Of Iraq fighters, Saudis top list

BAGHDAD – Although Bush administration officials have frequently lashed out at Syria and Iran for helping the insurgents and militias who attack U.S. troops and civilians here, the largest number of foreign fighters and suicide bombers in Iraq come from a third next-door neighbor, Saudi Arabia, according to a senior U.S. military officer and Iraqi lawmakers.

The U.S. military believes 45 percent of all foreign militants are Saudi, another 15 percent are from Syria and Lebanon and 10 percent from North Africa, according to official U.S. military figures released to the Los Angeles Times by the officer. Nearly half of the 135 foreigners currently held in U.S. detention facilities in Iraq are Saudi.

Saudi fighters are thought to have carried out more suicide bombings than any other nationality, said the senior American military officer, who spoke on condition of anonymity because of the subject’s sensitivity for the U.S. government. It is apparently the first time a U.S. official has given such a breakdown on the pivotal role played by Saudi nationals in Iraq’s Sunni Arab insurgency.

He added that 50 percent of all Saudi fighters here are suicide bombers. In the last six months, such bombings have killed or injured 4,000 Iraqis. The situation has left the American military in the awkward position of facing an enemy whose top source of fighters is a key regional ally that at best has not been able to prevent its citizens from undertaking bloody attacks in Iraq, and at worst shares complicity in sending jihadists to commit attacks against U.S. forces, civilians and Iraq’s Shiite Muslim-led government.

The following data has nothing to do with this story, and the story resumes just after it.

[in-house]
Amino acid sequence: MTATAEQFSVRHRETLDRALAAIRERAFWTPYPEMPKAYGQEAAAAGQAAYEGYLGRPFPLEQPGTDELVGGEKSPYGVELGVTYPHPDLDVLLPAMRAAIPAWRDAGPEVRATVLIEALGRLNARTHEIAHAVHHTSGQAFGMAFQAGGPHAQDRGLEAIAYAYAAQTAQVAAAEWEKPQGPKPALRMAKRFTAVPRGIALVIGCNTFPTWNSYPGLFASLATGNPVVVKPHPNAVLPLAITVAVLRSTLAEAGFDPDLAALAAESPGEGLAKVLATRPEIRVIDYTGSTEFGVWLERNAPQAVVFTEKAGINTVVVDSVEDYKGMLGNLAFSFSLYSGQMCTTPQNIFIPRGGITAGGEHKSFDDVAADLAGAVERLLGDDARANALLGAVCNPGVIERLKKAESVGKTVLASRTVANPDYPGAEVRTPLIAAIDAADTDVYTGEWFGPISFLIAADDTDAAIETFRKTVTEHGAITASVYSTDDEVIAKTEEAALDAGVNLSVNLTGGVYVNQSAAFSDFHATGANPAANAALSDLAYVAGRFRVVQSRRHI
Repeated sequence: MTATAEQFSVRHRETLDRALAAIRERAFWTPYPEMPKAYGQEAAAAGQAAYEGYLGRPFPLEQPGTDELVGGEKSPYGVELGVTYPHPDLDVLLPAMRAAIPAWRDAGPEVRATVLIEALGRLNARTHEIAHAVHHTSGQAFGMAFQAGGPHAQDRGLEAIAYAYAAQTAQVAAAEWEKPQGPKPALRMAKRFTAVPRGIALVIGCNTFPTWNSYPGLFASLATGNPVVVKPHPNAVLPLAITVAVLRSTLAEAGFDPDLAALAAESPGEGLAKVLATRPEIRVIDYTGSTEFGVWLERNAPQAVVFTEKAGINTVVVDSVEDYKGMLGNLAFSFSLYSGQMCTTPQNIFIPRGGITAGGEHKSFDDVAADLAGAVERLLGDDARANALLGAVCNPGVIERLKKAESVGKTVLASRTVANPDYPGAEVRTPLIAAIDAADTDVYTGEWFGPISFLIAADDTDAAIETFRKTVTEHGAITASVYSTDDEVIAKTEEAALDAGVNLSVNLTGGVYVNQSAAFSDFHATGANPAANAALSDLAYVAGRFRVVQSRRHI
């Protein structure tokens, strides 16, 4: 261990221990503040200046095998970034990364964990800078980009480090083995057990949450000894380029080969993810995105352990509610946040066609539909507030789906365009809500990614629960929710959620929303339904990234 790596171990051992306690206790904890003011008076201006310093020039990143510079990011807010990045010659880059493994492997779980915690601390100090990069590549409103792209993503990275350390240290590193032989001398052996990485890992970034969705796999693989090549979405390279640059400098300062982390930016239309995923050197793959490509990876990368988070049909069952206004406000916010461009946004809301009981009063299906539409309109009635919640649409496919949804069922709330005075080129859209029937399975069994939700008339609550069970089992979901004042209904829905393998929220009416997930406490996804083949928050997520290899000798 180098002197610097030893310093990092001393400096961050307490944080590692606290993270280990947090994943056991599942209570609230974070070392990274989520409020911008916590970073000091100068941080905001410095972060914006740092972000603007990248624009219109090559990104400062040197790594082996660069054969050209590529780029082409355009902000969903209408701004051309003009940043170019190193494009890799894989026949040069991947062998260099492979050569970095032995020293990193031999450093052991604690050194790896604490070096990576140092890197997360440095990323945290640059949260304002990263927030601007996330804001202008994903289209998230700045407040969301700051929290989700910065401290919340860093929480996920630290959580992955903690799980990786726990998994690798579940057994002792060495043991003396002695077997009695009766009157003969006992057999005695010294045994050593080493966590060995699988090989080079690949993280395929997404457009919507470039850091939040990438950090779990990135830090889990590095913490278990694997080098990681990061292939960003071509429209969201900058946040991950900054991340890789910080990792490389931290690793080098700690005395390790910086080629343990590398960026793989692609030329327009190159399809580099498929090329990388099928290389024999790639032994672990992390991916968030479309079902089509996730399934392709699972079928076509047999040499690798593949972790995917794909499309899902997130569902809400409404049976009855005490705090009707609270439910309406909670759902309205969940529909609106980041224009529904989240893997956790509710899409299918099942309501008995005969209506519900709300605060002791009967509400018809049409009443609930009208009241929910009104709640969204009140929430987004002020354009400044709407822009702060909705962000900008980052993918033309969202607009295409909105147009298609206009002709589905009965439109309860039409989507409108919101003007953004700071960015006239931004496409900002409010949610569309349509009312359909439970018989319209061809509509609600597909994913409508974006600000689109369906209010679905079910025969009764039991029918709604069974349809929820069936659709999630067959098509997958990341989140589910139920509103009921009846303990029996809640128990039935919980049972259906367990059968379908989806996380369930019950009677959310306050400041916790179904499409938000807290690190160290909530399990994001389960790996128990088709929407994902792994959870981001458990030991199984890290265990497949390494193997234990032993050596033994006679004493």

The situation also casts a spotlight on the tangled web of alliances and enemies that often swirls just below the surface in the political relationships between Muslim nations and with the U.S. government.

In the 1980s, the Saudi intelligence service sponsored Sunni Muslim jihadists for the U.S.-backed fight against the then-Soviet Union in Afghanistan. At the time, Saudi intelligence cultivated Osama bin Laden, the future leader of al-Qaida, who would one day pose a threat to the Saudi royal family and mastermind the Sept. 11 attacks on America. Indeed, Saudi Arabia has long provided a good portion of the money and manpower for al-Qaida and was the home of 15 of the 19 skyjackers in the 2001 attacks on New York and Washington.

Now, the threat of suicide attacks by a Sunni Muslim insurgent group that calls itself al-Qaida in Iraq is the greatest short-term threat to Iraq’s security, U.S. military spokesman Brig. Gen. Kevin Bergner warned last Wednesday.

The group, one of several Sunni Muslim insurgent groups fighting in Baghdad and beyond, relies on foreigners to carry out its lethal bomb attacks because Iraqis are less likely to undertake such strikes, which the movement hopes will provoke sectarian violence, Bergner said. The extent of the connection between the group in Iraq and bin Laden’s network, based along the Afghan-Pakistani frontier, is unclear.


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